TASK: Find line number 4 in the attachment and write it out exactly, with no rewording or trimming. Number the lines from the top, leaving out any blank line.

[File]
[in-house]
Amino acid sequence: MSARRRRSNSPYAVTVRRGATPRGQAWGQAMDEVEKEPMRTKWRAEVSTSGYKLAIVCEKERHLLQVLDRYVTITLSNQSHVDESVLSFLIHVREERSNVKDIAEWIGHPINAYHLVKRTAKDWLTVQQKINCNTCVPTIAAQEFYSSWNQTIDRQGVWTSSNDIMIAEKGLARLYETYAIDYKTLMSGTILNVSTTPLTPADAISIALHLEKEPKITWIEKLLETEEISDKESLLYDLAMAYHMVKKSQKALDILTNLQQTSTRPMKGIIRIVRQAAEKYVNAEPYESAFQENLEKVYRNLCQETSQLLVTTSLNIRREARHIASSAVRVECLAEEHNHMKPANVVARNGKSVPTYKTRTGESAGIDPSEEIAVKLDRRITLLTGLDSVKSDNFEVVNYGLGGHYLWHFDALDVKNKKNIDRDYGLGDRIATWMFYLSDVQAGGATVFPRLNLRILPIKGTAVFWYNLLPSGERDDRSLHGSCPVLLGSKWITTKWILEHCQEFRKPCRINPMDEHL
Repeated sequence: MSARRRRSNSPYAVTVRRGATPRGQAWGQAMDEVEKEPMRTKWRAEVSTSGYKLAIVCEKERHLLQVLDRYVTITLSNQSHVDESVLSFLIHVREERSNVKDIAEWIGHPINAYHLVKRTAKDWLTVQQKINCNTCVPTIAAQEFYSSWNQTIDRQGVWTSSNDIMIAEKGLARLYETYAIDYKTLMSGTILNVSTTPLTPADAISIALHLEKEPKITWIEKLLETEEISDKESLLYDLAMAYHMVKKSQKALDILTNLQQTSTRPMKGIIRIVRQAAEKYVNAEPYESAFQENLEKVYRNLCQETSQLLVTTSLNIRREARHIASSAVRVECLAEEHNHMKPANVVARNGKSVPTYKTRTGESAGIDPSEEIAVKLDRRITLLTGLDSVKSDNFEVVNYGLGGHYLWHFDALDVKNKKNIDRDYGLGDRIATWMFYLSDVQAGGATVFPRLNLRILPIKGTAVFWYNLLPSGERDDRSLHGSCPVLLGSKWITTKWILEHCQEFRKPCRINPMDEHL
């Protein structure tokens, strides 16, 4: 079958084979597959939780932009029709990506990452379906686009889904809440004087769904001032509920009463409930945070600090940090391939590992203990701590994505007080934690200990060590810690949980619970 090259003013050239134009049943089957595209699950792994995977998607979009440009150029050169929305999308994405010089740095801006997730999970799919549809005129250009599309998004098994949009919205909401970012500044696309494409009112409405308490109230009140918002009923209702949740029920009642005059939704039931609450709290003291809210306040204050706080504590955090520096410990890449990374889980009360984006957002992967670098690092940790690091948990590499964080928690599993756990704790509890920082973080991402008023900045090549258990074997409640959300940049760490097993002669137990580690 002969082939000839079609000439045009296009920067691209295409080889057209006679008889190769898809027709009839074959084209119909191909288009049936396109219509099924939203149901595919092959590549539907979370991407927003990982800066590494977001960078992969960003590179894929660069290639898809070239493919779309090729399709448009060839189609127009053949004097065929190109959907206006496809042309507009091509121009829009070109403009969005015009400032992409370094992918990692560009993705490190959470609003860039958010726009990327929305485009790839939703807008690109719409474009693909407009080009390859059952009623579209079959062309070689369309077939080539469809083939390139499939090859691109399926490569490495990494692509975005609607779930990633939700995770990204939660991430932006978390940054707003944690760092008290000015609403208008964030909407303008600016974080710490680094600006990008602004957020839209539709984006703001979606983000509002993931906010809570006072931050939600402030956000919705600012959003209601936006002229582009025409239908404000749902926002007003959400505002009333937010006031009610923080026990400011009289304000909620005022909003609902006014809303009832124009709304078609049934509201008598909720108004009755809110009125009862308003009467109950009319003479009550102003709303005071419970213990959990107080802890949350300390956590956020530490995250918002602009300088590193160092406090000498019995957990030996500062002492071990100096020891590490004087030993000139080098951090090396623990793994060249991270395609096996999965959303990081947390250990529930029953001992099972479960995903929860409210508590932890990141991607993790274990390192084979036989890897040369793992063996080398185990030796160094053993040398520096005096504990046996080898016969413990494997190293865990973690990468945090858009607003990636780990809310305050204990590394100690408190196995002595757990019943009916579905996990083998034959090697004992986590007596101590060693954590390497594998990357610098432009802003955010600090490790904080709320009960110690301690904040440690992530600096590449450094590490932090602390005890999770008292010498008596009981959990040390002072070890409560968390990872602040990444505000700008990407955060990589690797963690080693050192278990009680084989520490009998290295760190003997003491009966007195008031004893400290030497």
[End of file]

């Protein structure tokens, strides 16, 4: 079958084979597959939780932009029709990506990452379906686009889904809440004087769904001032509920009463409930945070600090940090391939590992203990701590994505007080934690200990060590810690949980619970 090259003013050239134009049943089957595209699950792994995977998607979009440009150029050169929305999308994405010089740095801006997730999970799919549809005129250009599309998004098994949009919205909401970012500044696309494409009112409405308490109230009140918002009923209702949740029920009642005059939704039931609450709290003291809210306040204050706080504590955090520096410990890449990374889980009360984006957002992967670098690092940790690091948990590499964080928690599993756990704790509890920082973080991402008023900045090549258990074997409640959300940049760490097993002669137990580690 002969082939000839079609000439045009296009920067691209295409080889057209006679008889190769898809027709009839074959084209119909191909288009049936396109219509099924939203149901595919092959590549539907979370991407927003990982800066590494977001960078992969960003590179894929660069290639898809070239493919779309090729399709448009060839189609127009053949004097065929190109959907206006496809042309507009091509121009829009070109403009969005015009400032992409370094992918990692560009993705490190959470609003860039958010726009990327929305485009790839939703807008690109719409474009693909407009080009390859059952009623579209079959062309070689369309077939080539469809083939390139499939090859691109399926490569490495990494692509975005609607779930990633939700995770990204939660991430932006978390940054707003944690760092008290000015609403208008964030909407303008600016974080710490680094600006990008602004957020839209539709984006703001979606983000509002993931906010809570006072931050939600402030956000919705600012959003209601936006002229582009025409239908404000749902926002007003959400505002009333937010006031009610923080026990400011009289304000909620005022909003609902006014809303009832124009709304078609049934509201008598909720108004009755809110009125009862308003009467109950009319003479009550102003709303005071419970213990959990107080802890949350300390956590956020530490995250918002602009300088590193160092406090000498019995957990030996500062002492071990100096020891590490004087030993000139080098951090090396623990793994060249991270395609096996999965959303990081947390250990529930029953001992099972479960995903929860409210508590932890990141991607993790274990390192084979036989890897040369793992063996080398185990030796160094053993040398520096005096504990046996080898016969413990494997190293865990973690990468945090858009607003990636780990809310305050204990590394100690408190196995002595757990019943009916579905996990083998034959090697004992986590007596101590060693954590390497594998990357610098432009802003955010600090490790904080709320009960110690301690904040440690992530600096590449450094590490932090602390005890999770008292010498008596009981959990040390002072070890409560968390990872602040990444505000700008990407955060990589690797963690080693050192278990009680084989520490009998290295760190003997003491009966007195008031004893400290030497």